So, I failed at blogging each day in January. Okay. Fine. I give myself permission to try again... I hope that's okay with you. And if its not, I guess you'll be going now...
For those of you who are willing to try with me again, thanks. Some things, like brushing your teeth, need to be done no matter what else happens in a day. For me, blogging is a little lower on the list of things that can't, under any circumstances, be missed. Perhaps with such an attitude I distance myself even further from my Nobel Prize for literature, but I am willing to live in this way. And my family needs me to keep my perspective, too. They need me more than my blog.
But, I do want to give this a serious try. So, I start anew...
This month I will try to keep up with the prompts - it might keep me a bit more on track so that I don't deteriorate into just flat-out drivel...
This month: Relatives. Today: About My Mother...
My mother has strength few can imagine. She's found her way back from two attempts at suicide. Can you imagine the despair she felt that would lead her to slit her wrists while her 5 year old slept in the next room? That is unimaginable despair - at least for me.
She's 70 now. And Happy. This can be attributed to two people and one miracle drug.
When I was five, things were tough. My mom was home trying to raise me. My dad worked in high tech and was completely immersed in his career - climbing the Great, Big Blue, corporate ladder. Now that I have children, I know how difficult it is to raise them. Being a stay at home mom means she's working night and day. With no time off. And this was in the 70's, when women actually still did their own cooking and house keeping. So she truly worked, physically and mentally.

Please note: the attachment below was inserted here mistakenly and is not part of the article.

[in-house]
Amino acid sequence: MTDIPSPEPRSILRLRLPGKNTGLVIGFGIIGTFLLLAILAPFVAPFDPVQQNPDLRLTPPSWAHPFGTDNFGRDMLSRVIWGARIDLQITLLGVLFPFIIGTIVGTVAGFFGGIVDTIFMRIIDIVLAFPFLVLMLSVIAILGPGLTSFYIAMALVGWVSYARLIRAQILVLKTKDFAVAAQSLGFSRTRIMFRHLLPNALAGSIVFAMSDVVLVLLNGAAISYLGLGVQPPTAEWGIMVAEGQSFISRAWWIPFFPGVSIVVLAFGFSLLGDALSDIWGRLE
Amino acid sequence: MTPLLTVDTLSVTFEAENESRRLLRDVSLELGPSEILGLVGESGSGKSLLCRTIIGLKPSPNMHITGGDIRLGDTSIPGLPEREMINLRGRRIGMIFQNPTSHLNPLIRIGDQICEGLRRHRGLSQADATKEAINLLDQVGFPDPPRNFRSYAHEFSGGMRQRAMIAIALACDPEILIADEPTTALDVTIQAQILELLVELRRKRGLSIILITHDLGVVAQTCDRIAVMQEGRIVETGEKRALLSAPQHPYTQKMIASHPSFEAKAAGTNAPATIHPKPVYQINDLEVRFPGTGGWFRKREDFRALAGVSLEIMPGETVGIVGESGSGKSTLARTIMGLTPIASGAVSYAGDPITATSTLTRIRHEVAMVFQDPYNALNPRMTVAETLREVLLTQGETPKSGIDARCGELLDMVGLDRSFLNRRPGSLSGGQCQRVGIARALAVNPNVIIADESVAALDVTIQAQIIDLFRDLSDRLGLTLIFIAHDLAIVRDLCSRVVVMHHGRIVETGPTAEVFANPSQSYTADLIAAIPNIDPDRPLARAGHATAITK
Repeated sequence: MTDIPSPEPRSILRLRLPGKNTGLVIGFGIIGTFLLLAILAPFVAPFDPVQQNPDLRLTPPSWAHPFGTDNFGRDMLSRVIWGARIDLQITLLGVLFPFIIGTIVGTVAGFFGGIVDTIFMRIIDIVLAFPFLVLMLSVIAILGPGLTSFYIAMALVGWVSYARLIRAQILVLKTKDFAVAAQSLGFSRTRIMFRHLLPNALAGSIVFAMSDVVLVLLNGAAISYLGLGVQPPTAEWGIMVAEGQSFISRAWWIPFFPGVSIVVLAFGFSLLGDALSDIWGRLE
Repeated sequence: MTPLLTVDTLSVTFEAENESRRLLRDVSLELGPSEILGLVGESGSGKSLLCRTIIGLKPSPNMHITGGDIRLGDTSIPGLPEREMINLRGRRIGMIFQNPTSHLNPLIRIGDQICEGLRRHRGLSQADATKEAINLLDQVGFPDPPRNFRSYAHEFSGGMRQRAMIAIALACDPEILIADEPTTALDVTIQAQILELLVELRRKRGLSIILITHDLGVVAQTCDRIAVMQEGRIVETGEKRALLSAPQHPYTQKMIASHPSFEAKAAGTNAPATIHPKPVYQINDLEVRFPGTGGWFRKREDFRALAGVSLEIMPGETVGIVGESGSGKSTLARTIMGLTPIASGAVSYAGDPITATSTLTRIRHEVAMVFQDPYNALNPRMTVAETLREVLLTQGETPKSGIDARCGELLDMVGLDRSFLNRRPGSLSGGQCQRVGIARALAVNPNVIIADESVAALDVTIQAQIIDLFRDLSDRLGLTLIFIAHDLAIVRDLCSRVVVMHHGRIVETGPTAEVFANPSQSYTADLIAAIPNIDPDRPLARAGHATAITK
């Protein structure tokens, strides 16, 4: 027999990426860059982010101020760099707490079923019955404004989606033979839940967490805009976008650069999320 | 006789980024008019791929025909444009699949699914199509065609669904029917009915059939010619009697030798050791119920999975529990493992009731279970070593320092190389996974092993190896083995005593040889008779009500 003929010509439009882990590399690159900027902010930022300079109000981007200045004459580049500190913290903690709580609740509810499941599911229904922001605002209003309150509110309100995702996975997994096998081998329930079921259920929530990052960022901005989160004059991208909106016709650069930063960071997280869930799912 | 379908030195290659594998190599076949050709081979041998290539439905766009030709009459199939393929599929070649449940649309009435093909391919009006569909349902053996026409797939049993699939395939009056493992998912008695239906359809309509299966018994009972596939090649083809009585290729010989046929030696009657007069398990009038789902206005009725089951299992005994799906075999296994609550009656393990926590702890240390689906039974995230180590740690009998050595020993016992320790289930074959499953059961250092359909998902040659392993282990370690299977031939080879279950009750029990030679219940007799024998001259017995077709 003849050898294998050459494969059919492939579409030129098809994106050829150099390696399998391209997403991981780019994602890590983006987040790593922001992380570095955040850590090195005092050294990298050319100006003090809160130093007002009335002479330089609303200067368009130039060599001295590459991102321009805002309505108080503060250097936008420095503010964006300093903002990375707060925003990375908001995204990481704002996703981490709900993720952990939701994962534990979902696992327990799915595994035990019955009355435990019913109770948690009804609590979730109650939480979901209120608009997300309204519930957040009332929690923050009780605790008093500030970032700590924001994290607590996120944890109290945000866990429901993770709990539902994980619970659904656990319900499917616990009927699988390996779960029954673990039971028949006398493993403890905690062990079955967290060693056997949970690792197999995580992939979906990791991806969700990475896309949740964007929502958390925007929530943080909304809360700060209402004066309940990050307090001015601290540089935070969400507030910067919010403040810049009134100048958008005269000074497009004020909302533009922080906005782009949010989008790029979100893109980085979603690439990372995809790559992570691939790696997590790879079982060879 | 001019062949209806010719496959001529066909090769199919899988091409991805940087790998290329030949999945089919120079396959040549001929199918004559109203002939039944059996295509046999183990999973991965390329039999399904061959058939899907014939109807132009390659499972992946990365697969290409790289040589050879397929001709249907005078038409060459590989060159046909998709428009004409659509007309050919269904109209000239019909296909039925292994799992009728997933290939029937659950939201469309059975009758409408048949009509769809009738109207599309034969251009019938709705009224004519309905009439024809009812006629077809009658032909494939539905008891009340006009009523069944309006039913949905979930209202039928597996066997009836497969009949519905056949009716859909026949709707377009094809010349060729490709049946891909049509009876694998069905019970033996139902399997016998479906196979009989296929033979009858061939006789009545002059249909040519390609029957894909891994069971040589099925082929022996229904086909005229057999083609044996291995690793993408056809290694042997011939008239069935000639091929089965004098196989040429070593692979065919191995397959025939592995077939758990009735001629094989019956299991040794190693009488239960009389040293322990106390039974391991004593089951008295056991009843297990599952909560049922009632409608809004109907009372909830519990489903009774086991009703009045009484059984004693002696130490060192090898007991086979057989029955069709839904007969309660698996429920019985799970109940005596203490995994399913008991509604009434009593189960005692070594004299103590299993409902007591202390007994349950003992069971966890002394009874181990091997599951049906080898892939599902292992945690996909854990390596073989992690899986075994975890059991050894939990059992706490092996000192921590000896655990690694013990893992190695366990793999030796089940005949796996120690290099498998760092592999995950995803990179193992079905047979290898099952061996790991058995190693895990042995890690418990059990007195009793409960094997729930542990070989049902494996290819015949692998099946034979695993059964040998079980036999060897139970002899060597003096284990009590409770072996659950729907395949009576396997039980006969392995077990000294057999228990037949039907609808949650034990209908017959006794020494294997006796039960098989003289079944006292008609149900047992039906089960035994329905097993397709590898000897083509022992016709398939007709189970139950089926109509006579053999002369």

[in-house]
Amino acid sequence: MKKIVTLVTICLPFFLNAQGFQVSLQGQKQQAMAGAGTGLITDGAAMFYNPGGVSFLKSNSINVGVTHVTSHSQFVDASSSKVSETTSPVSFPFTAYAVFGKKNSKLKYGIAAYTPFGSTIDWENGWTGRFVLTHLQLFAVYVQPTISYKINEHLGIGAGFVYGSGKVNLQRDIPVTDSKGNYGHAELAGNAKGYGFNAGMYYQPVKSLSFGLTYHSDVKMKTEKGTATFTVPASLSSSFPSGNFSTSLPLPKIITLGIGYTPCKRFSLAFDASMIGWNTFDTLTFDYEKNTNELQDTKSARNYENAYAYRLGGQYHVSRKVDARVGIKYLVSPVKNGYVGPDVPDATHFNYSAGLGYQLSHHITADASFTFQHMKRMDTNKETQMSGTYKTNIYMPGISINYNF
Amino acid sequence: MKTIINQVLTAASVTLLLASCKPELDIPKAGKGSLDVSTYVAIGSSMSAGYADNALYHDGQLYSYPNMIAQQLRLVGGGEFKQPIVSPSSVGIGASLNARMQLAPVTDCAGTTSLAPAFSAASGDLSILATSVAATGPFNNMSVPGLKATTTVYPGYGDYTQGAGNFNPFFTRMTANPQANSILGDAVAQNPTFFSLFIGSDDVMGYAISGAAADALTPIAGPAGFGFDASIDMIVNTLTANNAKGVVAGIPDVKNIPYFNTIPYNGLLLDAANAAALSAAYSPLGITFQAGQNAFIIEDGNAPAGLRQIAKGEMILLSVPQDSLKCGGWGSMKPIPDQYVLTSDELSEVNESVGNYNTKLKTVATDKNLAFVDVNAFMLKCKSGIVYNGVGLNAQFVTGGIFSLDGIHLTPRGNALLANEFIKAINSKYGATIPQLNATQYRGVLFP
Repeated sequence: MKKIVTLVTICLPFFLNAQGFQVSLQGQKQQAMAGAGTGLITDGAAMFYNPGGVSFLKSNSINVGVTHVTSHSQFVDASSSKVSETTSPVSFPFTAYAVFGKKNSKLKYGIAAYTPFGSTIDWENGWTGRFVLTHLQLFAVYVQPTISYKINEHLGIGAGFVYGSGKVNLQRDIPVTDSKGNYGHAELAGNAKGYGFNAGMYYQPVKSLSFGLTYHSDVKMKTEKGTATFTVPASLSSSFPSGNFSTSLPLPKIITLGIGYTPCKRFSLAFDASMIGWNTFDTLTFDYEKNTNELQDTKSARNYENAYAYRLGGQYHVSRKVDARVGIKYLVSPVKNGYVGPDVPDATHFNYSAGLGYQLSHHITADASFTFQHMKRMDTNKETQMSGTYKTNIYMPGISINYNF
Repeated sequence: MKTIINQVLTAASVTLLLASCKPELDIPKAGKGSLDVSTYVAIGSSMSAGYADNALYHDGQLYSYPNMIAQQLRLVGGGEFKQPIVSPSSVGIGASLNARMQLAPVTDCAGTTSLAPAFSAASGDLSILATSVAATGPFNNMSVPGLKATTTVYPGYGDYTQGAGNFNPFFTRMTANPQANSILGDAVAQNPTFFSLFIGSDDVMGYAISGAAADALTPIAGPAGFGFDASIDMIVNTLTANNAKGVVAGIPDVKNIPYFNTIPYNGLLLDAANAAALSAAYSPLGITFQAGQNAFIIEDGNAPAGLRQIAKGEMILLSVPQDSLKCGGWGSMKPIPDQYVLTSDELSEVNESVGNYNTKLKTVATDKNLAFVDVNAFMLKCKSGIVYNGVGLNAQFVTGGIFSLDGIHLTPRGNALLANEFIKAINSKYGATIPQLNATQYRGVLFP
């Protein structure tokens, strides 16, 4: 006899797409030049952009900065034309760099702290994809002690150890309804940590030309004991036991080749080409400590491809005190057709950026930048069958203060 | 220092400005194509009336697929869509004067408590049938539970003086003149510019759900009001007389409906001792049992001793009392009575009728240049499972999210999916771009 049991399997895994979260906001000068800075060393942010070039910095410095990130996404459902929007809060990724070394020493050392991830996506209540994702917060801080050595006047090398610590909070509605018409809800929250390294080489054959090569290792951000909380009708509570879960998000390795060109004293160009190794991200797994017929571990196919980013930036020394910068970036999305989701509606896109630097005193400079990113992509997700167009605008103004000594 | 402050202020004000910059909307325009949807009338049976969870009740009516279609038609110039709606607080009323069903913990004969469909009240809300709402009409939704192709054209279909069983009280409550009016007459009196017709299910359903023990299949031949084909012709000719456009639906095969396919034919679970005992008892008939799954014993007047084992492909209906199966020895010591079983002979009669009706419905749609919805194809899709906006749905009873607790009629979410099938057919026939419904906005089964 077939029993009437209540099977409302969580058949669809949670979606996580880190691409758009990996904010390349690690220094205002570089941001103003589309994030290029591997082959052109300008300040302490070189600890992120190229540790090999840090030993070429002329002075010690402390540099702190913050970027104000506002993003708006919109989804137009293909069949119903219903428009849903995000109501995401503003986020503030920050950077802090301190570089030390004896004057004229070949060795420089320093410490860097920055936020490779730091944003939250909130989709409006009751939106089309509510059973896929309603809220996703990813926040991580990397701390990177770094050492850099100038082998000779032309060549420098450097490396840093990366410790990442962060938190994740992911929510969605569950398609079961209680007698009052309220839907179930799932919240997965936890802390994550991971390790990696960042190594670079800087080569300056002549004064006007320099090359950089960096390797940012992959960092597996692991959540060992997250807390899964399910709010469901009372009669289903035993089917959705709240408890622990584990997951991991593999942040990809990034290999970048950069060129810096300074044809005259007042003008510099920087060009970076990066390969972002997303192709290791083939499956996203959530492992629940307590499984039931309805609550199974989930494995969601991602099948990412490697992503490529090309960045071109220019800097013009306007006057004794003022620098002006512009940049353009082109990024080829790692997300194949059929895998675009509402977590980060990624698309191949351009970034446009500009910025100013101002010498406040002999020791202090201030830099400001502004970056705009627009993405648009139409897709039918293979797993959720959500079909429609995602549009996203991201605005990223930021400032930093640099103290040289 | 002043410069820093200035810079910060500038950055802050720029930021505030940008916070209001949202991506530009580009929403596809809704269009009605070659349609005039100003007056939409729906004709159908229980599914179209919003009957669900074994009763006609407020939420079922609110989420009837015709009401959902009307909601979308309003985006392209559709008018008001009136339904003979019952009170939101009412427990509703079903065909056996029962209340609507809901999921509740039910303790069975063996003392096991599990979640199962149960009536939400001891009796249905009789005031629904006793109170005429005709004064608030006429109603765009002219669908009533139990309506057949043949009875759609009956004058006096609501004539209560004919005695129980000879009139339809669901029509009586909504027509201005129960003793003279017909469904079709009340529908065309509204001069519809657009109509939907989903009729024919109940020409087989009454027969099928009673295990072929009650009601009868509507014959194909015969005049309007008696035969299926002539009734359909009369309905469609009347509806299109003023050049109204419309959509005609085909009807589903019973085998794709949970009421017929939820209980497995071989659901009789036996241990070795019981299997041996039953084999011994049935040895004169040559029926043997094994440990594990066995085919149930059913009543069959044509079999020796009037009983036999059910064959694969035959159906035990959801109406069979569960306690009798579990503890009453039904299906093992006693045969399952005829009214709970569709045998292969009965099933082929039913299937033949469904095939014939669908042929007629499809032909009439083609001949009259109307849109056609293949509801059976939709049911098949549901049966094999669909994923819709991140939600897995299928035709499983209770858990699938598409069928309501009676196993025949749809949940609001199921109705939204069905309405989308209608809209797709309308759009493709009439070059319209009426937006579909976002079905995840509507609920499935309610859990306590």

My uncle was coming to visit from DC. My mom's younger brother. It was late in the evening. I was in bed, listening to my "dancing record" - Tchaikovsky's Swan Lake. My dad was off to the train station to pick up my uncle. Something was wrong. Suddenly I heard lots of voices - men, and Mr. Yankwit was in my room, plucking me from my bed.
"Why don't I carry you next door to our house and you can have a sleep over with Ian?" he said.
The Yankwi's took care of me for a few days.
The next three years involved long hospital stays, shock therapy, another suicide attempt, and divorce.
I remember mom was in the hospital for my birthday, and they said we could take her out to dinner, but when we arrived, she wasn't having a good day. We visited with her for a few minutes, but it was awkward. There was shock therapy that day.
You know, as I write this, I am not so sure I remember all this correctly. The only person who would really remember, would never talk about it. My dad and mom ended up divorced at the end of these fuzzy three years.
Fast foward beyond a decade of languishing... My mom had been living with her parents in Michigan while I lived with my father in NYC. I was visiting for the summer. My mom wigged out. My uncle and grandfather wrestle her into the station wagon and carted her off to a mental hospital... Where we meet our first savior.
Dr. Oriano. Somehow, this man gets through to mom. My guess is that he was as good with medicinal cocktails, as he was with the talk therapy. Over the course of the next 5 or so years, she somehow learns to stand on her own two feet. She faces her depression head-on.
This is hard to write. My body feels strange. I want to cry and my forearms and fingers are tingling. I want to weep. My heart hurts.
How could she survive all this? I could not. I could not. She was so mis-used. So un-loved.